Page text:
We of the sinking middle class may sink without further struggles into the working class where we belong, and probably when we get there it will not be so dreadful as we feared, for, after all, we have nothing to lose.
What matters above all is that the meaning governs the choice of words, and not the reverse. In terms of prose, the worst thing one can do with words is surrender to them. When you think of a concrete object, you do not need words, and if you want to describe what you view, you will probably be put in search terms that will seem most appropriate. When you think of an abstract concept, you are more inclined to use the words immediately, so unless a conscious effort to avoid this through the existing jargon is essential to you and makes your work Instead, the risk of blurring or even alter the direction of your thinking. No doubt it is better to refrain, to the extent possible, to use abstract terms and try to speak clearly through the image or sensation. Then we can choose - not simply accept - formulations that hem closer thought, then change perspective and see what impression they could have on others. This eliminates any mental effort or inconsistent reshuffled, all prefabricated phrases, needless repetition, and generally blur and dressing images.
When you meet anyone in the flesh you realize immediately that he is a human being and not a sort of caricature embodying certain ideas. It is partly for this reason that I don't mix much in literary circles, because I know from experience that once I have met and spoken to anyone I shall never again be able to feel any intellectual brutality towards him, even when I feel I ought to - like the Labor M.P.s who get patted on the back by dukes and are lost forever more.
Within certain limits, it is actually true that the less money you have, the less you worry.
You sleep safe in your beds because rough men stand ready in the night to visit violence on those who would do you harm.
Today there were fear, hatred, and pain, but no dignity of emotion, no deep or complex sorrows.
War is war. The only good human being is a dead one.
We saw that freedom is to die a hated.
What now strikes as remarkable about the new moneyed class of the nineteenth century is their complete irresponsibility; they see everything in terms of individual success, with hardly any consciousness that the community exists.
While freely conceding that the Soviet regime exhibits certain features which the humanitarian may be inclined to deplore, we must, I think, agree that a certain curtailment of the right to political opposition is an unavoidable concomitant of transitional periods, and that the rigors which the Russian people have been called upon to undergo have been amply justified in the sphere of concrete achievement.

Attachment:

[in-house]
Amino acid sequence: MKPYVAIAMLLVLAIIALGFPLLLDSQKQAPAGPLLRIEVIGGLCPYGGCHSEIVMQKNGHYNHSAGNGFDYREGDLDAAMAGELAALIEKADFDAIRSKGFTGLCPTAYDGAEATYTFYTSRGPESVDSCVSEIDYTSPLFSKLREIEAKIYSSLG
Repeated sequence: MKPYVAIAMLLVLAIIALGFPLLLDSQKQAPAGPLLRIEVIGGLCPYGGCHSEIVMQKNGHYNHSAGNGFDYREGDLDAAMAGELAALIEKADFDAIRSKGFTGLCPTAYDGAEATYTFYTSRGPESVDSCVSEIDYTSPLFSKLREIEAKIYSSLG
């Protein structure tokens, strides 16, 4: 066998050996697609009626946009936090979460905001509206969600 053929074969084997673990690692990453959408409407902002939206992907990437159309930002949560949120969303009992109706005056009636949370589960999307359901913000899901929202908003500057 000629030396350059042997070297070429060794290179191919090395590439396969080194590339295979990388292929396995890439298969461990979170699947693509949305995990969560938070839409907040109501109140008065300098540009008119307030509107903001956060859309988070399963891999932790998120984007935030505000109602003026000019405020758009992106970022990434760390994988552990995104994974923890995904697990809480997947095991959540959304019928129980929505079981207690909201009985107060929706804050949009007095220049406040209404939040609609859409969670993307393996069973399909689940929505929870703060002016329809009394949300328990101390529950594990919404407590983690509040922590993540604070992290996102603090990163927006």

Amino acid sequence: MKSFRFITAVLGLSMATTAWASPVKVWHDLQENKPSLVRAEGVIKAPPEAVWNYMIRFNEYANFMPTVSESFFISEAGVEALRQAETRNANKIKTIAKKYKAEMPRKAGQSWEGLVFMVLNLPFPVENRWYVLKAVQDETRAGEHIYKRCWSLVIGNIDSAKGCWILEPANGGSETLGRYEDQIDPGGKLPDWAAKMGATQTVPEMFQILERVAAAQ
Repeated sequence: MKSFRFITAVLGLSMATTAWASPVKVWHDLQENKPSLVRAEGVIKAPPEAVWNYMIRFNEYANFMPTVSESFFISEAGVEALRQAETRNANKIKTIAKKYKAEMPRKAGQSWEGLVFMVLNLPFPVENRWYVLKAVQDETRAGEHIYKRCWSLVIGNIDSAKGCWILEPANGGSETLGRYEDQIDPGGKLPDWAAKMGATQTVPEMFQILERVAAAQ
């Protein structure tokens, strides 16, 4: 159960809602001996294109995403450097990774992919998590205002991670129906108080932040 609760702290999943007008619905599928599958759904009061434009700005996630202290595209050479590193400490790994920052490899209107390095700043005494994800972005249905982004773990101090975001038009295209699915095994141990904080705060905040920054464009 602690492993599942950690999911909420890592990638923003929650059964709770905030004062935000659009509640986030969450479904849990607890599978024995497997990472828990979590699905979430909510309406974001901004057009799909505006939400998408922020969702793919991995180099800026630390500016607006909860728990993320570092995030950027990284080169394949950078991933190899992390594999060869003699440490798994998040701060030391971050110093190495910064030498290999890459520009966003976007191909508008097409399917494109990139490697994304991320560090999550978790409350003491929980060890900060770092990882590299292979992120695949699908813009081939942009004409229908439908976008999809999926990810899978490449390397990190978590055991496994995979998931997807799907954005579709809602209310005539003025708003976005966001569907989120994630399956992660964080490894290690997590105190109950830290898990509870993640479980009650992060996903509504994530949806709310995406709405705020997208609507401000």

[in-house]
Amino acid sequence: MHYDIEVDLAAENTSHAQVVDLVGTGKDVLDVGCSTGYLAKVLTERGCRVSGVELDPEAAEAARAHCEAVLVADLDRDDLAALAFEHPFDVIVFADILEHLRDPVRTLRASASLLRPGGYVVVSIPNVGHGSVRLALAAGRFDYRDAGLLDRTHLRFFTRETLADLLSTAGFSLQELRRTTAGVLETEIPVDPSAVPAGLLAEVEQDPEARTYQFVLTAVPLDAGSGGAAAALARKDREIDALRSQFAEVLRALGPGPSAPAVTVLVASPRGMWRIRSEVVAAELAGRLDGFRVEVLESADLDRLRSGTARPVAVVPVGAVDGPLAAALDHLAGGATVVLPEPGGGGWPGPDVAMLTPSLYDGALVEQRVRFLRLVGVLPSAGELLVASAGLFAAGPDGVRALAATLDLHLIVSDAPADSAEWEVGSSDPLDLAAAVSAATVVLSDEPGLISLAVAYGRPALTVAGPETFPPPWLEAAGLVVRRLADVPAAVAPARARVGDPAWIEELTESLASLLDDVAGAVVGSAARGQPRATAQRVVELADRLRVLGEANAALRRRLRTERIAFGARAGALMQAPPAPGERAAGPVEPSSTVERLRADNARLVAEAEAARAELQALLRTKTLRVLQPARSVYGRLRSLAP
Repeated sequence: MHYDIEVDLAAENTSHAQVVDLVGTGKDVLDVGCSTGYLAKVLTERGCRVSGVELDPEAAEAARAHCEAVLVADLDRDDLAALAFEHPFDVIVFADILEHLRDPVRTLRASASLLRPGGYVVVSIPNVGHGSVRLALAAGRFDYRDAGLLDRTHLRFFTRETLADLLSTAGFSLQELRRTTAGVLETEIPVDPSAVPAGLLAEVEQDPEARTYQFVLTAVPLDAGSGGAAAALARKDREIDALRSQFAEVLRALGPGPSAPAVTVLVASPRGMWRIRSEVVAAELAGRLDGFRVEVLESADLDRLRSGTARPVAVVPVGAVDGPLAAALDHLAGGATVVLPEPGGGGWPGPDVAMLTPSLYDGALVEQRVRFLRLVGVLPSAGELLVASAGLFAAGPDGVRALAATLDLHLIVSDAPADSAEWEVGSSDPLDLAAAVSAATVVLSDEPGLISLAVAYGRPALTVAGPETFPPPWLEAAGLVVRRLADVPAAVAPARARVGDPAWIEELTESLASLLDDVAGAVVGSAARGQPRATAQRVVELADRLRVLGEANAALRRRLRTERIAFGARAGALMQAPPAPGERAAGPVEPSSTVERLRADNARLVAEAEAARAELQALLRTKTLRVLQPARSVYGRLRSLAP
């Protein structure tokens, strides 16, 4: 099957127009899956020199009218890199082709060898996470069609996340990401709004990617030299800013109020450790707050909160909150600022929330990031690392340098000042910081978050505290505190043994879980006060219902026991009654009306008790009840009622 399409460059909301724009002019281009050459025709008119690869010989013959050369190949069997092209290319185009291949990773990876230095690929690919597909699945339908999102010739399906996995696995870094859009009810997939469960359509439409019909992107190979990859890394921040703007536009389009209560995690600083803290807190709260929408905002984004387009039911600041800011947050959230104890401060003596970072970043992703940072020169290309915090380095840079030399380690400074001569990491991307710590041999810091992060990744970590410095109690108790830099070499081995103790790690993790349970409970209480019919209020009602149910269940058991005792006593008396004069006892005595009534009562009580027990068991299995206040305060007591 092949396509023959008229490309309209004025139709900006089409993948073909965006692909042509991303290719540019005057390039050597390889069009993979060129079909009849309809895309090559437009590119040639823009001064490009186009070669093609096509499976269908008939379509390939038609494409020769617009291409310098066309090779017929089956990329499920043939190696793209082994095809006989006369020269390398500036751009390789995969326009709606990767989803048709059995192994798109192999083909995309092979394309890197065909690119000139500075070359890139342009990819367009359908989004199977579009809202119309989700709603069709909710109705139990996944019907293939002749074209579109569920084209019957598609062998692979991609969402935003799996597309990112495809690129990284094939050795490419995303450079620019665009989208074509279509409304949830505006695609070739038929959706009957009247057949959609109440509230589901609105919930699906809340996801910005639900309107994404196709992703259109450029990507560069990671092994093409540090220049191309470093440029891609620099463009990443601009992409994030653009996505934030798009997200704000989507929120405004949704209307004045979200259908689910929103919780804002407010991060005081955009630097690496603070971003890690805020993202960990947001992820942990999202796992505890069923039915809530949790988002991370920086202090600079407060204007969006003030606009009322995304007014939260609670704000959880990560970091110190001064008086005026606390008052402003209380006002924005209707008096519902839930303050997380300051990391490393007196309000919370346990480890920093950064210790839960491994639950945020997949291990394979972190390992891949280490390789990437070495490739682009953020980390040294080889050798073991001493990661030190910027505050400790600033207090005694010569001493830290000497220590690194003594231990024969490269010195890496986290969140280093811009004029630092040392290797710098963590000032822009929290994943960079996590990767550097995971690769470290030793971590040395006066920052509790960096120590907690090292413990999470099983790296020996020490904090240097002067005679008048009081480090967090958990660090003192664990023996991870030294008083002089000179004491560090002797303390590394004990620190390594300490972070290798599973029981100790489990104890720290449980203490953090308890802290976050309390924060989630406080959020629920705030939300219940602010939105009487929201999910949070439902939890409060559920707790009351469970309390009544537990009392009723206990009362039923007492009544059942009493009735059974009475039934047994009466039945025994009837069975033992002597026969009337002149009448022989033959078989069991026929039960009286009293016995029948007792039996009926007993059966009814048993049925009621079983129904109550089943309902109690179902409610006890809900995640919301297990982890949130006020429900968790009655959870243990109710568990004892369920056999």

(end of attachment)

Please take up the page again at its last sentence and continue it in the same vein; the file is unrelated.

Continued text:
Writing a book is a horrible, exhausting struggle, like a long bout of some painful illness. One would never undertake such a thing if one were not driven on by some demon whom one can neither resist nor understand.
You think—I dare say that our chief job is inventing new words. But not a bit of it We’re destroying words—scores of them hundreds of them every day. It’s a beautiful thing the destruction of words. Of course the great wastage is in the verbs and adjectives but there are hundreds of nouns that can be got rid of as well. It isn’t only the synonyms there are also the antonyms.
Totalitarianism, however, does not so much promise an age of faith as an age of schizophrenia. A society becomes totalitarian when its structure becomes flagrantly artificial: that is, when its ruling class has lost its function but succeeds in clinging to power by force or fraud. Such a society, no matter how long it persists, can never afford to become either tolerant or intellectually stable. It can never permit either the truthful recording of facts or the emotional sincerity that literary creation demands. But to be corrupted by totalitarianism one does not have to live in a totalitarian country. The mere prevalence of certain ideas can spread a kind of poison that makes one subject after another impossible for literary purposes. Wherever there is an enforced orthodoxy — or even two orthodoxies, as often happens — good writing stops. This was well illustrated by the Spanish civil war. To many English intellectuals the war was a deeply moving experience, but not an experience about which they could write sincerely. There were only two things that you were allowed to say, and both of them were palpable lies: as a result, the war produced acres of print but almost nothing worth reading.